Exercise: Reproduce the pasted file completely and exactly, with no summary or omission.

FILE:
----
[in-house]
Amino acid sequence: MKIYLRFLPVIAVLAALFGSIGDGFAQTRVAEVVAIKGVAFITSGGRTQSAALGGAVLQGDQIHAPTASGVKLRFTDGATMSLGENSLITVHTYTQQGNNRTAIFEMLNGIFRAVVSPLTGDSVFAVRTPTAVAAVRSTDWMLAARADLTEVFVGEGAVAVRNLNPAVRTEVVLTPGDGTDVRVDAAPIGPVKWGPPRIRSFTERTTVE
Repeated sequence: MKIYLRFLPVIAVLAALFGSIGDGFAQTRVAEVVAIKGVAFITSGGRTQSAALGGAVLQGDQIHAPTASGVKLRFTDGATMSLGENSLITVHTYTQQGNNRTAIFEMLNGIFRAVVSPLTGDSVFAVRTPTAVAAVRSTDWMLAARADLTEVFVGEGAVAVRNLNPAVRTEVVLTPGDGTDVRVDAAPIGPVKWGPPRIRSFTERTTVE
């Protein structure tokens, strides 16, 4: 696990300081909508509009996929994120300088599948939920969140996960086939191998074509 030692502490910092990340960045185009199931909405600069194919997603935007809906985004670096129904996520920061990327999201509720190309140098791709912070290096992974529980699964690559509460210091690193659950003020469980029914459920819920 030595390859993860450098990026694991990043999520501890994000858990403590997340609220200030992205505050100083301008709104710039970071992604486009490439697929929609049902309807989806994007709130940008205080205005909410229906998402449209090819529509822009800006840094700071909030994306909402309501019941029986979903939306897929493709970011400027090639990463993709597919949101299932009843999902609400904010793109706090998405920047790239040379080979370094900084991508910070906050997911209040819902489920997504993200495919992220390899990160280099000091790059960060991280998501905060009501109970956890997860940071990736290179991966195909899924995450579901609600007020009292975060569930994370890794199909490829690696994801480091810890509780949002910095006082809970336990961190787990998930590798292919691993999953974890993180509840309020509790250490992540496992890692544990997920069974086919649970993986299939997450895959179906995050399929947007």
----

[in-house]
Amino acid sequence: MKIYLRFLPVIAVLAALFGSIGDGFAQTRVAEVVAIKGVAFITSGGRTQSAALGGAVLQGDQIHAPTASGVKLRFTDGATMSLGENSLITVHTYTQQGNNRTAIFEMLNGIFRAVVSPLTGDSVFAVRTPTAVAAVRSTDWMLAARADLTEVFVGEGAVAVRNLNPAVRTEVVLTPGDGTDVRVDAAPIGPVKWGPPRIRSFTERTTVE
Repeated sequence: MKIYLRFLPVIAVLAALFGSIGDGFAQTRVAEVVAIKGVAFITSGGRTQSAALGGAVLQGDQIHAPTASGVKLRFTDGATMSLGENSLITVHTYTQQGNNRTAIFEMLNGIFRAVVSPLTGDSVFAVRTPTAVAAVRSTDWMLAARADLTEVFVGEGAVAVRNLNPAVRTEVVLTPGDGTDVRVDAAPIGPVKWGPPRIRSFTERTTVE
């Protein structure tokens, strides 16, 4: 696990300081909508509009996929994120300088599948939920969140996960086939191998074509 030692502490910092990340960045185009199931909405600069194919997603935007809906985004670096129904996520920061990327999201509720190309140098791709912070290096992974529980699964690559509460210091690193659950003020469980029914459920819920 030595390859993860450098990026694991990043999520501890994000858990403590997340609220200030992205505050100083301008709104710039970071992604486009490439697929929609049902309807989806994007709130940008205080205005909410229906998402449209090819529509822009800006840094700071909030994306909402309501019941029986979903939306897929493709970011400027090639990463993709597919949101299932009843999902609400904010793109706090998405920047790239040379080979370094900084991508910070906050997911209040819902489920997504993200495919992220390899990160280099000091790059960060991280998501905060009501109970956890997860940071990736290179991966195909899924995450579901609600007020009292975060569930994370890794199909490829690696994801480091810890509780949002910095006082809970336990961190787990998930590798292919691993999953974890993180509840309020509790250490992540496992890692544990997920069974086919649970993986299939997450895959179906995050399929947007």